Wharton | Mr. Renewable Energy Consultant
GRE 320, GPA 3.3
Duke Fuqua | Ms. Health Care Executive
GMAT 690, GPA 3.3
Columbia | Mr. Government Shipyard
GMAT 660, GPA 3.85
Stanford GSB | Mr. Entrepreneurial Writer
GMAT 700, GPA 3.8
Tepper | Mr. Technology & Community
GMAT 650 Practice Test, GPA 3.05
Cambridge Judge Business School | Ms. Story-Teller To Data-Cruncher
GMAT 700 (anticipated), GPA 3.5 (converted from Australia)
UCLA Anderson | Ms. Apparel Entrepreneur
GMAT 690, GPA 3.2
Duke Fuqua | Mr. Backyard Homesteader
GRE 327, GPA 3.90
Kellogg | Mr. Military In Silicon Valley
GMAT 720, GPA 3.0
INSEAD | Mr. Typical Indian ENG
GRE 322, GPA 8.8/10
Wharton | Mr. Chemical Engineering Dad
GMAT 710, GPA 3.50
Cornell Johnson | Mr. Long-Term Vision
GMAT 710, GPA 3.28
Yale | Mr. Hedge Fund To FinTech
GMAT 740, GPA 61.5
Cornell Johnson | Ms. Chef Instructor
GMAT 760, GPA 3.3
Cornell Johnson | Mr. Electric Vehicles Product Strategist
GRE 331, GPA 3.8
Ross | Ms. Packaging Manager
GMAT 730, GPA 3.47
Stanford GSB | Ms. Healthcare Operations To General Management
GRE 700, GPA 7.3
Tuck | Ms. Women-Focused Ventures
GRE 321, GPA 2.89
Cornell Johnson | Ms. Healthcare Worker
GMAT 670, GPA 4
Harvard | Mr. French Economist
GMAT 710, GPA 15.3/20 in the French grading system 3.75-4.0/4.0 after conversion
Stanford GSB | Ms. Independent Consultant
GMAT 750, GPA 3.5
Berkeley Haas | Mr. Bangladeshi Data Scientist
GMAT 760, GPA 3.33
Stanford GSB | Ms. 2+2 Tech Girl
GRE 333, GPA 3.95
Ross | Mr. Automotive Compliance Professional
GMAT 710, GPA 3.7
Wharton | Mr. Digi-Transformer
GMAT 680, GPA 4
Chicago Booth | Ms. CS Engineer To Consultant
GMAT 720, GPA 3.31
Kenan-Flagler | Mr. Engineer In The Military
GRE 310, GPA 3.9

A Harvard Rejection Leads To Serious Doubts

Boy, it’s been long!

When I had named my blog “MBA Roller Coaster,” I didn’t realize how true it would be. I haven’t blogged for a long time now and it’s because my head has been spinning with all the craziness that’s been happening around. No one tells you that the toughest part of the MBA application is the waiting. Yes, it’s not the GMAT, it’s not the applications themselves, but the interminable waiting that occurs between submitting applications and interview calls, between interview calls and final admits. The wait and uncertainty just drives you crazy – almost insane.

First, my story till now:

Harvard Business School:

After three anxious wednesdays waiting for a HBS call, I was finally denied admission at HBS. I was quite taken aback as I was quite confident about at least an interview call from HBS. I cannot fathom the reasons for this but it could range from my agribusiness background to quality of recommendations (over which I had little control). But who knows!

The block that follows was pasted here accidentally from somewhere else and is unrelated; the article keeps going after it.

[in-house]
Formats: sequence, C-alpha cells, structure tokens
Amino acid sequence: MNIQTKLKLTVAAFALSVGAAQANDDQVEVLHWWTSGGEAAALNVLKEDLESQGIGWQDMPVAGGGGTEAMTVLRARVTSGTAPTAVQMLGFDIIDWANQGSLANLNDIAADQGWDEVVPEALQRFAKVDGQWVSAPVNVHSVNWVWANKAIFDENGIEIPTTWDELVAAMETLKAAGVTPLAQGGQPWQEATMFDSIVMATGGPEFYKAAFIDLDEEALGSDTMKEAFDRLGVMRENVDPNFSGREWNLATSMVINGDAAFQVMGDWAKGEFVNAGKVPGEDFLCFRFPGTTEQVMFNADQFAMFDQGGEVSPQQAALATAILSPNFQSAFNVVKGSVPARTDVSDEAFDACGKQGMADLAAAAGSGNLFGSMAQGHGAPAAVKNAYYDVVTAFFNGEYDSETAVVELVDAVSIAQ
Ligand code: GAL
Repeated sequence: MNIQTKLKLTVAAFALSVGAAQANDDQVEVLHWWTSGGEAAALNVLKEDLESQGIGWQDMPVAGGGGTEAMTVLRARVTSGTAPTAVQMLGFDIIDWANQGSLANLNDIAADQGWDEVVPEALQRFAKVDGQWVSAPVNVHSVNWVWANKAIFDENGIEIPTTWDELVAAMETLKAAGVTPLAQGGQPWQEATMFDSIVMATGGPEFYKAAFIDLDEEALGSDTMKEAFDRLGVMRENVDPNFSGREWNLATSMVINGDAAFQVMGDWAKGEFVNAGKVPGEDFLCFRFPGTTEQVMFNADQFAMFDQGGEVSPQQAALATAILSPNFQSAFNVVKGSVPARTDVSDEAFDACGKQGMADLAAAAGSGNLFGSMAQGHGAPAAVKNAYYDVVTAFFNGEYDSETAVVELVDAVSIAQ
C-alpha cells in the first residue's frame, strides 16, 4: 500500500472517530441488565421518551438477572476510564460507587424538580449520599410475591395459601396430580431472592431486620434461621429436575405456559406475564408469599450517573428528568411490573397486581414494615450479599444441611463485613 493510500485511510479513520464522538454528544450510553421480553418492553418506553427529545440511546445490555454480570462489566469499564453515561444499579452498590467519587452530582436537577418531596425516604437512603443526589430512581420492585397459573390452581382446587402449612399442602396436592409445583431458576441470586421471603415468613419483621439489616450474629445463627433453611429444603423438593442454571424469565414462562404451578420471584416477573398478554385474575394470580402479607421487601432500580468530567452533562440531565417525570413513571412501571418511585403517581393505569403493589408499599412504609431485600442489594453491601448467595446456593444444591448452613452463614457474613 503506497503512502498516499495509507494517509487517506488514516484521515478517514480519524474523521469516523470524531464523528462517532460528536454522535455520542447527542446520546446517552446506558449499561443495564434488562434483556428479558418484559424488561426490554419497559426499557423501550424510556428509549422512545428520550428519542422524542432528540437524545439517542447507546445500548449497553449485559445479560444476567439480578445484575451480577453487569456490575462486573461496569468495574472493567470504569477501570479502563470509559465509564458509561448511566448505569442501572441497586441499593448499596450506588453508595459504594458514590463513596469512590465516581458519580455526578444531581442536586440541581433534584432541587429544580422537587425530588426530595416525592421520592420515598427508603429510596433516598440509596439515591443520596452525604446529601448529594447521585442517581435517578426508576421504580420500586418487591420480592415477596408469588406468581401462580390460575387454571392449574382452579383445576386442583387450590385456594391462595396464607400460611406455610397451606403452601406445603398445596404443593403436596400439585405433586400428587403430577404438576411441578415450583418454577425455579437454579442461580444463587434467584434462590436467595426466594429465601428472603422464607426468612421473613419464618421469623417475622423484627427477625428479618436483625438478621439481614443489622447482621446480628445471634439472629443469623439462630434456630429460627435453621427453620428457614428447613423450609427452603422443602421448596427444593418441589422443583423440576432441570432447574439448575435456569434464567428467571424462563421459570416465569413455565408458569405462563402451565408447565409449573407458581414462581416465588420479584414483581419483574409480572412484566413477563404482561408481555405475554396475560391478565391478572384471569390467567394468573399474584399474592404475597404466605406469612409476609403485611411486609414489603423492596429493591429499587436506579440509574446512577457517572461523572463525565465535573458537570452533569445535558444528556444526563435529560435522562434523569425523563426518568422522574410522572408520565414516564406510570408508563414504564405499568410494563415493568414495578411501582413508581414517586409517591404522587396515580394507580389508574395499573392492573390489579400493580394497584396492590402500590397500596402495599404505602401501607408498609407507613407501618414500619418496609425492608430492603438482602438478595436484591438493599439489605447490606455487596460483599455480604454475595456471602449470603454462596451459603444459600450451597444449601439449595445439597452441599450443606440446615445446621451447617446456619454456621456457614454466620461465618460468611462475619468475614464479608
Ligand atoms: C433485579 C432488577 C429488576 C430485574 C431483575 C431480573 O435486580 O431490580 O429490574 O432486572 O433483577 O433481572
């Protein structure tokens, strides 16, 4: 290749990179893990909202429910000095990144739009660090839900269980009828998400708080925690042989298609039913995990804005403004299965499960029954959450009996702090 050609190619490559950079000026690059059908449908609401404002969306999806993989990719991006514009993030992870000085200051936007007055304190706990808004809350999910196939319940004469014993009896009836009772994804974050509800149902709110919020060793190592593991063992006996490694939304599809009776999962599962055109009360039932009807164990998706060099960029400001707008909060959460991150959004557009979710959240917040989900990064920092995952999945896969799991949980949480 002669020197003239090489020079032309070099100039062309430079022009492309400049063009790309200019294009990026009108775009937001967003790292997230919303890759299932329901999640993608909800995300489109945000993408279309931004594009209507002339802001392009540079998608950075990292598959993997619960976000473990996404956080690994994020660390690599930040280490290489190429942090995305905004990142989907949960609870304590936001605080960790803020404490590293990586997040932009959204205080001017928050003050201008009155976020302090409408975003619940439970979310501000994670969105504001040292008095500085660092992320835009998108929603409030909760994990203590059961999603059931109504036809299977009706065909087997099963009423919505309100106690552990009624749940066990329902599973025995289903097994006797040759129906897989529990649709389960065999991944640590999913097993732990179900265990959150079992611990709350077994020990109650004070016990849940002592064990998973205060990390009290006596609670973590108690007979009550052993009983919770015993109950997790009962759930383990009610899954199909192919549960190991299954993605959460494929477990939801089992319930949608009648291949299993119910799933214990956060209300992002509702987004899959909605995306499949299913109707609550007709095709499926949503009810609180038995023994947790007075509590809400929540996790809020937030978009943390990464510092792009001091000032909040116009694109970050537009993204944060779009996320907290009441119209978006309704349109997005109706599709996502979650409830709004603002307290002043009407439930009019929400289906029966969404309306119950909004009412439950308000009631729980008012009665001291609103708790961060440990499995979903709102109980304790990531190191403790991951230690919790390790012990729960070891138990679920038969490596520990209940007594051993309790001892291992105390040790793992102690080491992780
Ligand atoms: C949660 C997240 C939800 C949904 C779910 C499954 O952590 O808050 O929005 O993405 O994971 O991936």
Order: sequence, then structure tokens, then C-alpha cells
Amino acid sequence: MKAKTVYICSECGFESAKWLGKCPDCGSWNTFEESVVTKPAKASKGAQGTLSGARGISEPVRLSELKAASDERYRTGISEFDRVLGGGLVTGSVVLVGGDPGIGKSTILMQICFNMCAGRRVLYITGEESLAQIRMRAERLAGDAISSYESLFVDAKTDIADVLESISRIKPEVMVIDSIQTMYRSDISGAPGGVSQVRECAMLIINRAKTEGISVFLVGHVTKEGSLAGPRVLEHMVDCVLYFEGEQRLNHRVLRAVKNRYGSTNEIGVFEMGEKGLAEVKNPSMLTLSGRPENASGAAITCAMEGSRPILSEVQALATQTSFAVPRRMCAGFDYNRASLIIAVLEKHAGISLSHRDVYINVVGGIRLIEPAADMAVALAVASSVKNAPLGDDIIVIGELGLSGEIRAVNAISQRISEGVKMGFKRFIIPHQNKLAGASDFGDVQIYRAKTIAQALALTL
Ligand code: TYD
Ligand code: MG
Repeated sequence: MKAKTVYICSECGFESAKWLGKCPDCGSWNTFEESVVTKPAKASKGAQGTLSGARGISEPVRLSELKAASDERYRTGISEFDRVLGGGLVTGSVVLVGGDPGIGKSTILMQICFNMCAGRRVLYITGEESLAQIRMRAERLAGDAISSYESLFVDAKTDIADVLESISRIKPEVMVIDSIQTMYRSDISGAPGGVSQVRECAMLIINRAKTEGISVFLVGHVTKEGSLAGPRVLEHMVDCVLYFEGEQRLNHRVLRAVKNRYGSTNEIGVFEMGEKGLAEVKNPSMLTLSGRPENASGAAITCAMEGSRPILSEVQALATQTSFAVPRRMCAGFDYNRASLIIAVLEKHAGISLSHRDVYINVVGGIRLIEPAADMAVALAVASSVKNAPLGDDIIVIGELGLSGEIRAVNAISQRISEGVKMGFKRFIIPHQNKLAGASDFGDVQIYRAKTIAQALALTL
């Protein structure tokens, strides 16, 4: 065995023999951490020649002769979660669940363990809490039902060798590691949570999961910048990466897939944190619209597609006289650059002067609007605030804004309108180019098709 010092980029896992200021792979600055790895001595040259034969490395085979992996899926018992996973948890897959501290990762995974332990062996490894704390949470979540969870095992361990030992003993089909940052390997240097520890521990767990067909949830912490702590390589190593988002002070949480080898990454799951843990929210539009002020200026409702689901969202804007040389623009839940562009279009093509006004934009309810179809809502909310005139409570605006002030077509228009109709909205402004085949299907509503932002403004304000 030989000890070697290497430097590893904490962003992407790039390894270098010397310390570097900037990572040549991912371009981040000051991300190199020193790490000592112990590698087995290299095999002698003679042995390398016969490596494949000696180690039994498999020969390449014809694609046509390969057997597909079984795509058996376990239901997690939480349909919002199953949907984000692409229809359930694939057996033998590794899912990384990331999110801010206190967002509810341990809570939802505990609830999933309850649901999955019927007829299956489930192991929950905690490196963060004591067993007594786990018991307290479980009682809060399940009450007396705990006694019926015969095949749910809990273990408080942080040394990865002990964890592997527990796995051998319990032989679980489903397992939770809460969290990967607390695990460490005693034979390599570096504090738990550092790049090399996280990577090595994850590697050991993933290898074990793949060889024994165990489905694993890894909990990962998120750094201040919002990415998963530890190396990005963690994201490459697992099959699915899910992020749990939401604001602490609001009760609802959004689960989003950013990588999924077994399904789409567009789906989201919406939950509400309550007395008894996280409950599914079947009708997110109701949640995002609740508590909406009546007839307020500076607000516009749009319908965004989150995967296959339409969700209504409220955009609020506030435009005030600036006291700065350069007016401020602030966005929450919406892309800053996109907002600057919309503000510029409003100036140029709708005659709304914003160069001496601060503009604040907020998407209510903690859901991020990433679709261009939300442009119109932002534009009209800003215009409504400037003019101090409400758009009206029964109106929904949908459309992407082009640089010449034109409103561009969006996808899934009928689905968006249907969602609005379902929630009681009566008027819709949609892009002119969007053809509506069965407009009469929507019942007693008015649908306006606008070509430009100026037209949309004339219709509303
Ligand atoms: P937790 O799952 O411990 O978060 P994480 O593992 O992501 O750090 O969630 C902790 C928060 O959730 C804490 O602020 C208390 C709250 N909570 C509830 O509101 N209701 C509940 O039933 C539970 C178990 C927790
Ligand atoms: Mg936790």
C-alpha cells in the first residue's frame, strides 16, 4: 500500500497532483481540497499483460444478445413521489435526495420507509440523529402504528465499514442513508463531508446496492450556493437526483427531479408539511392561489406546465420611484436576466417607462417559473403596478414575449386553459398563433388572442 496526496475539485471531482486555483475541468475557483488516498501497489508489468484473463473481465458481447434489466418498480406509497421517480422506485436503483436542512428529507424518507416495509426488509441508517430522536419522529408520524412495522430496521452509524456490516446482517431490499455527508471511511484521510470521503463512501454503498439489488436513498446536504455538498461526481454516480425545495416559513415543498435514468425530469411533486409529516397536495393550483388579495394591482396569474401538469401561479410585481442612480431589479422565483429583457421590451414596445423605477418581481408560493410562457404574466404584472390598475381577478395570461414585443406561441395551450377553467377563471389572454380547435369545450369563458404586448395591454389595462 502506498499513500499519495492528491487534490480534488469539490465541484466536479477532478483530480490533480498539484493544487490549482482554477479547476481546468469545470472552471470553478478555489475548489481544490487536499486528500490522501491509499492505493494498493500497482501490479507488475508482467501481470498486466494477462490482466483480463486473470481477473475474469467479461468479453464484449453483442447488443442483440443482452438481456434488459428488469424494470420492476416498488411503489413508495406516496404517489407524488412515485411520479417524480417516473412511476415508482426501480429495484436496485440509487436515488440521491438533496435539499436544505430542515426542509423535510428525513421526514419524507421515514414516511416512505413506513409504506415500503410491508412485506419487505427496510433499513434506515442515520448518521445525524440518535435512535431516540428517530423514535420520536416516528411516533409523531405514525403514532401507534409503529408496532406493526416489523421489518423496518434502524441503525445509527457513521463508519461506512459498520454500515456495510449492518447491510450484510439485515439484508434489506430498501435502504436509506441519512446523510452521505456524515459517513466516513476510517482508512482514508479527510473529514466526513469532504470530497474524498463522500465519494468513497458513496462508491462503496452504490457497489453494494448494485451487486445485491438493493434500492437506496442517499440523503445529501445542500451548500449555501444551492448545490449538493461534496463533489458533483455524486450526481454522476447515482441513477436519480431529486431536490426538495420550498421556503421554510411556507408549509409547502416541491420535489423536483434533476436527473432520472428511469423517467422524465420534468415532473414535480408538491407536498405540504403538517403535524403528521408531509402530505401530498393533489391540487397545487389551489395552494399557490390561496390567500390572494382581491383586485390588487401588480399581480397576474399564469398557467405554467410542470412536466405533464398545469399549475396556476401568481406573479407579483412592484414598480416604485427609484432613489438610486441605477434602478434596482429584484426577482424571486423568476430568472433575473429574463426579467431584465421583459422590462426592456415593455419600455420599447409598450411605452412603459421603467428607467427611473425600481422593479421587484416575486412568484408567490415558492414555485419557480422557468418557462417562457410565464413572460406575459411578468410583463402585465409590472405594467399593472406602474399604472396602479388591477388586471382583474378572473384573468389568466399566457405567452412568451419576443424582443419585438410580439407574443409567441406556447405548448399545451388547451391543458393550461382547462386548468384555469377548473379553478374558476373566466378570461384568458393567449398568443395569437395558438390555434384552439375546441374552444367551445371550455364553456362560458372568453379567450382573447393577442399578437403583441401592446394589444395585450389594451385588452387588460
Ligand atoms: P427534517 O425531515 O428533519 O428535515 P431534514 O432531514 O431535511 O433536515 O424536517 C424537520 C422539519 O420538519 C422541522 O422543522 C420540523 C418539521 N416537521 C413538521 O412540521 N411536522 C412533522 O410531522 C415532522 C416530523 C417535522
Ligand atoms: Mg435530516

Anyway the blow was too much and it took me sometime to recover from it. I seriously started doubting myself and wondered whether I had overestimated my profile and my chances at these schools.

Wharton:

Wharton came to my rescue and invited me to interview. Suddenly, the world was a better place! The interview went quite alright but could have been better – you can never tell in these things. I just have to wait till the decision date.

Kellogg:

This was a whole difference dance form. My interview requirement was “waived” which led to frantic research about what it meant. It turned out that this was quite normal with international – especially India – applicants and there was nothing to worry about. At the same time, however, you cannot be admitted without an interview. What this meant was that they would conduct an interview later anyway if they found your application worthy – geez !. Of course, the past weeks had been spent in anxiety waiting for that elusive mail. Nights were disturbed, and days were troubled – concentrating on work was like having to climb mount everest. Shame on me.

Nonetheless, yesterday I got it – yes, I got the invite from Kellogg for a telephonic interview – and my joy knew no bounds. I am ecstatic, because what this means is that they found my application worthy enough for an interview – that’s a good sign, right? Let’s see how that goes.

Stanford:

Stanford, oh, Stanford! How I pine for thee. Stanford has been literally teasing its applicants with a tiny number of invites everyday. I haven’t got one, and of course I want one, but they won’t give me none. Of course, there’s still time to go and I could still get it but chances seem slim. In any case as poetsandquants points out: the chances of Indians at top business schools are pretty slim to start with anyway – like 1-2% ! That’s ok. We Indians are used to those kind of odds. Ask anyone taking IIT-JEE or IIM-CAT.

So, that’s the story till now and as you can see it’s been a true emotional roller-coaster ride. I hope the ride ends soon.

This report is adapted from The Phoenix’s blog posts at “The MBA Roller Coaster.” Previous posts on Poets&Quants: